The father of psychoanalysis, Sigmund Freud, once wrote “I scorn to distinguish between culture and civilization.” At the heart of this statement lies Freud’s philosophy of culture. For him, the transition from culture to civilization is not a favorable one. Indeed, he said that “every individual is virtually an enemy of civilization.” In other words, civilization places too many restrictions on man’s need for instinctive satisfactions and too many obstacles in his path toward happiness. For Freud, civilization is man’s enemy. For this reason, Philip Reiff, editor of the ten-volume Collected Papers of Sigmund Freud, refers to him as “the champion of the second best.”
The Catholic view, on the other hand, sees civilization is the crown of culture—it is the condition to which society aspires. Just as the individual person aspires to better things, so too, does culture (a society of persons) aspire to higher modes of civilization. Indeed, the scholars of antiquity contend that if all the great and broad contributions of the ancient Greeks could be distilled into a single word, it would be civilization.
All human beings experience dissatisfaction and discontent with their lot. They naturally desire a better state. Therefore, they have a natural desire to advance from culture to civilization. Religion makes this advance possible; truth makes it practicable. Human beings can suppress their aspirations and settle for “second best,” but Catholicism most assuredly does not champion the second best. It urges human beings to endure great difficulties and continuing struggles to realize more fully their humanity and their reflections as creatures made in the image of God.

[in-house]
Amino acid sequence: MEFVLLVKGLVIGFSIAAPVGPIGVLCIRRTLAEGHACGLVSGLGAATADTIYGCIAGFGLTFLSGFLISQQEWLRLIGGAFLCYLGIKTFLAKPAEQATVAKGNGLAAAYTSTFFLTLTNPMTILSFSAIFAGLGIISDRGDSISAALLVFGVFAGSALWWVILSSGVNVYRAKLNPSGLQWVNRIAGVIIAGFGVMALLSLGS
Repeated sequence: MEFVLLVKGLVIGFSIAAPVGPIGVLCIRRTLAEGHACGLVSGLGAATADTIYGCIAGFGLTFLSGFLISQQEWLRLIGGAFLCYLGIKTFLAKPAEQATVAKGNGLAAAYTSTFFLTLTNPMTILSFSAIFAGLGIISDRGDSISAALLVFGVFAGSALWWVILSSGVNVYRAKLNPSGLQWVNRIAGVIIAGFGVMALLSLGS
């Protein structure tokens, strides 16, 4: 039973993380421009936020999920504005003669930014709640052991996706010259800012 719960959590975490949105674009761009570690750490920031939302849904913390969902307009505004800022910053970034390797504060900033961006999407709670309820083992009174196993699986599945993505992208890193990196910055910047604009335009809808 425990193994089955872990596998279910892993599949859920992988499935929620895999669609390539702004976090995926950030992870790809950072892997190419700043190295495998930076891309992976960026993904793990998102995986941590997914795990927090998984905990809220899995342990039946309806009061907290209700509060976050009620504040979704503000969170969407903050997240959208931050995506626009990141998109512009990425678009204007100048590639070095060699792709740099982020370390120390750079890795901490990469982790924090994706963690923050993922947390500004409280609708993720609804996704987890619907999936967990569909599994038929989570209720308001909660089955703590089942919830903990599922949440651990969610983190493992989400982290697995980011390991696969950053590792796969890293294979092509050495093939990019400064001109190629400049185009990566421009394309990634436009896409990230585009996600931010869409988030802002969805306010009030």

The Catholic view urges people to live in loving relationship with their neighbors and to work together for a better tomorrow. For the Greeks, “aspiration” is a description of the soul; for Catholics, it also includes the supernaturally infused virtue of hope. Christ provides the objective correlative for our aspirations. Catholics have little excuse for avoiding their role in helping to shape culture into a civilization.
But how is it to be done? What marks the difference between mere culture and genuine civilization? Religion is one necessary part. In Truth and Tolerance, Pope Benedict XVI comments:
In all known historical cultures, religion is an essential element of culture, is indeed its determinative center; it is religion that determines the scale of values and, thereby, the inner cohesion and hierarchy of all these cultures.